Portfolio > ArtSmart iPhone App
Date: August - December 2009
Teammates: Anne Lock, Ricardo Yi
My role: Most group work was done collaboratively, but I took the lead on the field observation and designing the slides for our presentations.
For a course on Principles of Software Design for Learning, our objective was to design a learning technology using educational theory to guide us. Thus, the key lesson for me from this project was how to follow a process of learner-centered design, rather than just the usual HCI perspective of user-centered design.
Based on our personal interest in art, my group decided to focus on designing an iPhone application that would help people learn more about art while in an art museum. We were motivated with several problems we saw with art museums (see our "Project Proposal" slideshow at right).
However, our original understanding of what people would actually want to do with such a technology was vague, so we employed several design research methods, including ethnographic interviews and field observation, to help us learn about our learner audience and their needs.
We learned that visitors have many questions about the paintings they see (e.g. "What else has this artist painted?"), yet view learning these details as secondary to their primary purpose: personally experiencing and reflecting on the art. (Right: Conducting an interview in situ at an art museum)
From shadowing museum tour guides and studying the physical learning aids at art museums, we further learned key art teaching techniques, which include comparison, pointing out details, and posing questions which test the viewer's knowledge (Below: two physical learning aids in place at the Detroit Institute of Arts).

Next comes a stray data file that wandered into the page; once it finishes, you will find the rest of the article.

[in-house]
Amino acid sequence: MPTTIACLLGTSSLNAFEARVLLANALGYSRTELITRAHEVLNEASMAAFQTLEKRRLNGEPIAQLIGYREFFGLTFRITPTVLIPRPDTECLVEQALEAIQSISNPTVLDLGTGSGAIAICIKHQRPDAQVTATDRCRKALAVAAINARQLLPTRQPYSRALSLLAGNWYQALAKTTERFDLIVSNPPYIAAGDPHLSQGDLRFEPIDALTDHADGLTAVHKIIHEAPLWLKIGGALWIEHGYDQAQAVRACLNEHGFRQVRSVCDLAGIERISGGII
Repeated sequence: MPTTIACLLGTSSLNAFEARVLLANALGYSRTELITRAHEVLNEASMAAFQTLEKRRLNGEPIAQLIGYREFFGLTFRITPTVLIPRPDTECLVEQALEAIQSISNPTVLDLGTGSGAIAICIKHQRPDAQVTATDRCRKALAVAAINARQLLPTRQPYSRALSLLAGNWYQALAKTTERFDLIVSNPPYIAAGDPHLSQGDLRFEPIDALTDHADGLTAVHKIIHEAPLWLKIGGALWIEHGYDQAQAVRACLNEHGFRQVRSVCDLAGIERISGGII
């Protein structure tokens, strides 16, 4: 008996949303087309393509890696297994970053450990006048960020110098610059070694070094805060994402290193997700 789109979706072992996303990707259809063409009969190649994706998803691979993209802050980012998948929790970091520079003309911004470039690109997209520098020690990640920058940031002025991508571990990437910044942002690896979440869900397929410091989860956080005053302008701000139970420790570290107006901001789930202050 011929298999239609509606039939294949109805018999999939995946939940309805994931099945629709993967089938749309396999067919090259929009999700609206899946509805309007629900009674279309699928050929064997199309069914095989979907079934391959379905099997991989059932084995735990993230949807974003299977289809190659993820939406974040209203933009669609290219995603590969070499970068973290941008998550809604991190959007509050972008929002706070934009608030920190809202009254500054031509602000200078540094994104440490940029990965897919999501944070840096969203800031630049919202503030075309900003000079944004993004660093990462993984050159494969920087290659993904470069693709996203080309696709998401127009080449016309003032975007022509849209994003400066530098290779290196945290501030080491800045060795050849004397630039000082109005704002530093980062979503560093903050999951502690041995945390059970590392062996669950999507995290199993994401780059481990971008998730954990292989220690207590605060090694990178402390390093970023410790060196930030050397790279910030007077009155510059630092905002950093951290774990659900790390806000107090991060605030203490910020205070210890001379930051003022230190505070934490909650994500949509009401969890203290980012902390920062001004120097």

From our museum visits as well as other sources, we also realized that another key consideration of a learning technology in this context is that it not distract too much from the in-person museum experience. This realization really stuck with me for the rest of the semester, as I tried to make sure that our application supported looking back and forth from the iPhone to the art, rather than focusing the learner's attention on just the iPhone.
By mid-semester, our research had helped us to confidently identify our learner needs and learning goals, and define a basic outline for our application (see Mid-Semester Project Update presentation at left).
Our next step was to flesh out the learning activities of our application in detail, using what we had learned in class about the different learning approaches (behaviorist, cognitivist, and constructivist).
We began by sketching on paper our ideas for how to implement our learning activities. We then moved to sketching more detailed screens which followed the iPhone Human Interface Guidelines (see sketches below). I think a factor critical to our success in this stage was keeping our scope small; there were many features we could have implemented but didn't, as they were really extraneous to our main learning goals.
Finally, we created hi-fi mockups of our entire application using OmniGraffle. Our application, ArtSmart! uses mainly constructivist learning theory to guide the learner to learn more, at their own pace and when they want to. It uses scaffolding to assist the learner as they learn more, and then removes the scaffolding at certain points to let the learner learn on their own. From designing these activities, I was motivated to really learn and understand the learning theories and how we could apply them in our project.
Our final screens for the application are shown in the slideshow video below (click anywhere on video - or scroll the mouse up and down over the video - to advance the slides). Or, you can also download our PDF file of the screens, which contains text annotations.